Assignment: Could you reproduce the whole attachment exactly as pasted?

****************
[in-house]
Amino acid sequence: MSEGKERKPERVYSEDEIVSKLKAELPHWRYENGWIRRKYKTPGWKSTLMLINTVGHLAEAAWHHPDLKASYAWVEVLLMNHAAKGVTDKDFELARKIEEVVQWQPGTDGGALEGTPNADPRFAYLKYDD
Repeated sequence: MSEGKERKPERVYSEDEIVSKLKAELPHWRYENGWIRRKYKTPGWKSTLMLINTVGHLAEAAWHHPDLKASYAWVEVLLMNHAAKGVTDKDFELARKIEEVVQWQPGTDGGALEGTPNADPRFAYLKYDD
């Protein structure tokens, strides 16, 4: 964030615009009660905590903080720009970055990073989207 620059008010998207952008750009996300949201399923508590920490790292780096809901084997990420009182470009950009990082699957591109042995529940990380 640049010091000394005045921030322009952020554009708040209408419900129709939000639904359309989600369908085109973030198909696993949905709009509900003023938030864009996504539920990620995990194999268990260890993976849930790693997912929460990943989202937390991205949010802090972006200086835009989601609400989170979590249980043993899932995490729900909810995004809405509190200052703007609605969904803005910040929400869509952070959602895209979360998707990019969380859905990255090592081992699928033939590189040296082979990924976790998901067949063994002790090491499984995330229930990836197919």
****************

[in-house]
Amino acid sequence: MSEGKERKPERVYSEDEIVSKLKAELPHWRYENGWIRRKYKTPGWKSTLMLINTVGHLAEAAWHHPDLKASYAWVEVLLMNHAAKGVTDKDFELARKIEEVVQWQPGTDGGALEGTPNADPRFAYLKYDD
Repeated sequence: MSEGKERKPERVYSEDEIVSKLKAELPHWRYENGWIRRKYKTPGWKSTLMLINTVGHLAEAAWHHPDLKASYAWVEVLLMNHAAKGVTDKDFELARKIEEVVQWQPGTDGGALEGTPNADPRFAYLKYDD
């Protein structure tokens, strides 16, 4: 964030615009009660905590903080720009970055990073989207 620059008010998207952008750009996300949201399923508590920490790292780096809901084997990420009182470009950009990082699957591109042995529940990380 640049010091000394005045921030322009952020554009708040209408419900129709939000639904359309989600369908085109973030198909696993949905709009509900003023938030864009996504539920990620995990194999268990260890993976849930790693997912929460990943989202937390991205949010802090972006200086835009989601609400989170979590249980043993899932995490729900909810995004809405509190200052703007609605969904803005910040929400869509952070959602895209979360998707990019969380859905990255090592081992699928033939590189040296082979990924976790998901067949063994002790090491499984995330229930990836197919």